This book is a welcome relief from reports of the ten-year rebel war in Sierra Leone as it gives a glimpse of life in a part of Sierra Leone during its more customary periods of peace. It is an important and timely record of a people whose lives may have been changed forever. The Krios of Sierra Leone are presented from a perspective in which women are central, and allows the women to "speak for themselves."

    The study examines the history and development of a pluri-cultural society representing African, European, and New World influences which resulted from the repatriation of freed slaves from different parts of the world to Freetown, Sierra Leone. The role of women in maintaining the kinship and household structure, life-cycle events, and rituals are central to understanding this complex society.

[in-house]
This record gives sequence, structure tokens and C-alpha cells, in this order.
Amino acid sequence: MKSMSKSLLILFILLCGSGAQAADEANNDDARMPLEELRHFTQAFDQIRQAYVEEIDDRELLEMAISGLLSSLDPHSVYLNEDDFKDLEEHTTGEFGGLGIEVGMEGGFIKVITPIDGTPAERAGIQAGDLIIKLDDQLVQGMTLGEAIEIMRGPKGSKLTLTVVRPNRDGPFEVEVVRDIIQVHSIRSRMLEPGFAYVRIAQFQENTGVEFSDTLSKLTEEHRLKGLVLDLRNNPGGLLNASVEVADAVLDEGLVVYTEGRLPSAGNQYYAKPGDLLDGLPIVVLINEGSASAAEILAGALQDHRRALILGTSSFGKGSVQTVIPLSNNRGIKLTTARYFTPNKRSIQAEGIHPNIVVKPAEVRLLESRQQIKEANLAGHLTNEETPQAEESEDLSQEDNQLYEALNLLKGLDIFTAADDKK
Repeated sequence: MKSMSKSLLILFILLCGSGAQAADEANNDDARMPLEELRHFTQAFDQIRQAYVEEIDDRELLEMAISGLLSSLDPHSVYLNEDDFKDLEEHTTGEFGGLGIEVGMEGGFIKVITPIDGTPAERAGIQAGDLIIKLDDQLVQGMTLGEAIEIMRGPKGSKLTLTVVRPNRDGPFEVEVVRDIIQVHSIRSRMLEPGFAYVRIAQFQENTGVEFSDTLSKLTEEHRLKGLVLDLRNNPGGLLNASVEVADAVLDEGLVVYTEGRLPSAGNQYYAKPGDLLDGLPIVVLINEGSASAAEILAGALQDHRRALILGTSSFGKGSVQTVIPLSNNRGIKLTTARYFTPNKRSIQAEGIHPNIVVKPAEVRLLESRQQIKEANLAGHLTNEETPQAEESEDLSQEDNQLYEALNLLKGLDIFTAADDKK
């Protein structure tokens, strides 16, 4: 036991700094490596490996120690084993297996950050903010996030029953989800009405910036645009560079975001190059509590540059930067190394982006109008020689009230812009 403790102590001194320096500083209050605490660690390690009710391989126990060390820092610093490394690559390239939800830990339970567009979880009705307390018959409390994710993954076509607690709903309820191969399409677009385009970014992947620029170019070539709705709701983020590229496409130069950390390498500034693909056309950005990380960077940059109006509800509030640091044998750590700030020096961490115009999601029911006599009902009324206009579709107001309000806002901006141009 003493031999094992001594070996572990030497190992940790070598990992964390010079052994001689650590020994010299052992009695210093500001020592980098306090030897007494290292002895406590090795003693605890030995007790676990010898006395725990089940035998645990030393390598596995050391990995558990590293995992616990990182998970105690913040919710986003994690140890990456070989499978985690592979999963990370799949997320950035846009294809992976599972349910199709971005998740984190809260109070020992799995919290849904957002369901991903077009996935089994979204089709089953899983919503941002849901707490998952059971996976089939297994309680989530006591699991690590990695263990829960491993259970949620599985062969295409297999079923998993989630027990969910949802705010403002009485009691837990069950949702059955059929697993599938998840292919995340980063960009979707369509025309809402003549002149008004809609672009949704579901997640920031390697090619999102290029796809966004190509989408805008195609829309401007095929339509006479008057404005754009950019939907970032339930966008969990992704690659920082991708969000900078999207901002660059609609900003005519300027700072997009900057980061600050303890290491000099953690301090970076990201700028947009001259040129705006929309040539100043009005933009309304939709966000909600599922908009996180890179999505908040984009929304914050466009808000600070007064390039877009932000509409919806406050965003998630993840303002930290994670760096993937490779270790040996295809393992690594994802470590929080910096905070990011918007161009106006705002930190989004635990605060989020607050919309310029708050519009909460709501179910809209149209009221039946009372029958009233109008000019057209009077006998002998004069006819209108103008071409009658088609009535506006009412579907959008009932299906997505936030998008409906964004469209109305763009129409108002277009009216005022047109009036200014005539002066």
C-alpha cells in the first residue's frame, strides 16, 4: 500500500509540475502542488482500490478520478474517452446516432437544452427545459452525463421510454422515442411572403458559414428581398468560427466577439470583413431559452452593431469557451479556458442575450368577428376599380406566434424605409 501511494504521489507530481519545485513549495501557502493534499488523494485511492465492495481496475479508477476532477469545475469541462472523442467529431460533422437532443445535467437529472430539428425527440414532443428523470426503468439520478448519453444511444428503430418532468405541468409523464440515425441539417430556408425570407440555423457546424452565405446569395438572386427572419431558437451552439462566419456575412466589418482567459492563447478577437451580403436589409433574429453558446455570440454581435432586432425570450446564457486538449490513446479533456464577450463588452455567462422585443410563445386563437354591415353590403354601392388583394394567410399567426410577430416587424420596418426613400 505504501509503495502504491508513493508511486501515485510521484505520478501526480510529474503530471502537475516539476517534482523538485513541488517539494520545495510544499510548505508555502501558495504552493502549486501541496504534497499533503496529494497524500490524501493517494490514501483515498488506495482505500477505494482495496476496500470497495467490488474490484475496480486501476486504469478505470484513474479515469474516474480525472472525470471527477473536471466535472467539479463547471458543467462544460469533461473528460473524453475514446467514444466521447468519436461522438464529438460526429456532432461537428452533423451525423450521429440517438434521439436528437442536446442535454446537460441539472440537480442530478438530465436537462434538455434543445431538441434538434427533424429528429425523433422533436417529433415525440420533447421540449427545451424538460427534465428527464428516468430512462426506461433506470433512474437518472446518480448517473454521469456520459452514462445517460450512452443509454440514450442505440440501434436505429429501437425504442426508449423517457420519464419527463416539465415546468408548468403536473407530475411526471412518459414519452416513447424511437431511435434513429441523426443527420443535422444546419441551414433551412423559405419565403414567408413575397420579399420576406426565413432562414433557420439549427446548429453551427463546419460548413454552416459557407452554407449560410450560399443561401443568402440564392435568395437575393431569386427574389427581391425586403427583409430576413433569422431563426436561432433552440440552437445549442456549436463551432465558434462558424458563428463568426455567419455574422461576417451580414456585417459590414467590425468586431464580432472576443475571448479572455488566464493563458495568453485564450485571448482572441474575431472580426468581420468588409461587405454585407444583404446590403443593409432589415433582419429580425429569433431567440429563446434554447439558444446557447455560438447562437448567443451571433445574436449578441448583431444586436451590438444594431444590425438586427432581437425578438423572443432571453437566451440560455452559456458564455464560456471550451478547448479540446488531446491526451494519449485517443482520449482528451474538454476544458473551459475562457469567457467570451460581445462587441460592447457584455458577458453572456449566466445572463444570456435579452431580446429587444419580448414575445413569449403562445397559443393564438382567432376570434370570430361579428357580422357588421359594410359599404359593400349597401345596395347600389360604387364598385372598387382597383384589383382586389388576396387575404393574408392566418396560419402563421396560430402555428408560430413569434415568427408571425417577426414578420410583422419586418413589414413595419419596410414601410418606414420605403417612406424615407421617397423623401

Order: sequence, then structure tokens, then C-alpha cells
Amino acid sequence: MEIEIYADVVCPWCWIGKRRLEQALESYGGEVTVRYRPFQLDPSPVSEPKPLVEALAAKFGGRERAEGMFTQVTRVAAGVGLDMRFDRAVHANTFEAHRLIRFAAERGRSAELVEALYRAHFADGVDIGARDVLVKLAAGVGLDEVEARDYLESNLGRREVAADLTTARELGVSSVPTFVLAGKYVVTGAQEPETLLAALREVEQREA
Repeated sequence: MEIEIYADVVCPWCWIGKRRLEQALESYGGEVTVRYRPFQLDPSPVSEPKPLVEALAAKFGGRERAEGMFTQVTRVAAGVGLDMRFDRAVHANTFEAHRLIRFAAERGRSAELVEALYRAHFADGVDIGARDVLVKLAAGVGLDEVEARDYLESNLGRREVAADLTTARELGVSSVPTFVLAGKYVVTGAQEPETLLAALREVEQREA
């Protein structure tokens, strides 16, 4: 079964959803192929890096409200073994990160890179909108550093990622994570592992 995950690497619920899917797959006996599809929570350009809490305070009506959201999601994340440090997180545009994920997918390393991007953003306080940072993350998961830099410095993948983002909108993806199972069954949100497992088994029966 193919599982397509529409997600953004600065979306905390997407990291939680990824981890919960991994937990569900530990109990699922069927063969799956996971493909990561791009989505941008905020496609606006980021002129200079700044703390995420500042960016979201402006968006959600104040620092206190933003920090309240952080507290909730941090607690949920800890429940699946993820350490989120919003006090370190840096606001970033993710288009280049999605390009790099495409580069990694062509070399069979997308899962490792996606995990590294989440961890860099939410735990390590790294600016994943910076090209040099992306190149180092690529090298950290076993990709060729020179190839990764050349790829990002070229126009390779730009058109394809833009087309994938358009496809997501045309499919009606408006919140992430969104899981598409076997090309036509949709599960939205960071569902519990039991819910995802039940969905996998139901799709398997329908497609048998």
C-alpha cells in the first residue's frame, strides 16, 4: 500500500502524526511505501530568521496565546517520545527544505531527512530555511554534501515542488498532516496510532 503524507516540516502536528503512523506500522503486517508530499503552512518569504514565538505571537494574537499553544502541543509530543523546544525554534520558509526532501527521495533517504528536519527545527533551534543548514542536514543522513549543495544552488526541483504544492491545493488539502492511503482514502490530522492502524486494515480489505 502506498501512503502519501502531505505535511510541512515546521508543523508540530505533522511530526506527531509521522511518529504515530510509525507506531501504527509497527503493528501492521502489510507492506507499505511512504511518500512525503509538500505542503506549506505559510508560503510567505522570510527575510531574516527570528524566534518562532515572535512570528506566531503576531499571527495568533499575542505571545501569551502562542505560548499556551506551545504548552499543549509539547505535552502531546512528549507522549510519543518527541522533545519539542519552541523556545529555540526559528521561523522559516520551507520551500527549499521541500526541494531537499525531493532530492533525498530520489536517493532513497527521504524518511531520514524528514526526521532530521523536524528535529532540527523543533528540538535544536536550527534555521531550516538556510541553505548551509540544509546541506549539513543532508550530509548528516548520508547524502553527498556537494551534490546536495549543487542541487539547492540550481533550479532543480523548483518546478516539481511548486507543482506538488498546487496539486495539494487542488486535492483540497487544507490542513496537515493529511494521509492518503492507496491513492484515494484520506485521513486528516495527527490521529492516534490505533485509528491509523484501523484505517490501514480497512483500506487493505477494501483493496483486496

Haitian Kreyol in Ten Steps
     by Roger Savain
    Haitian Kreyol in Ten Steps is a handbook that helps English speakers develop a basic competency in Haitian Kreyol. Its content is based on the Haitian Ministry of National Education's standardization of January 31, 1980. It is a simple and comprehensive source book which synthesizes the diverse information regarding the rules and principles of Haitian Kreyol spelling and grammar. Included is a glossary of 1,200 words.

A 2 volume CD set is also available for Haitian Kreyol in 10 Steps for $15 per volume. ISBN 0-9672448-1-1

About the Author

    Work Abuse: How to Recognize and Survive It
     by Judith Wyatt and Chauncey Hare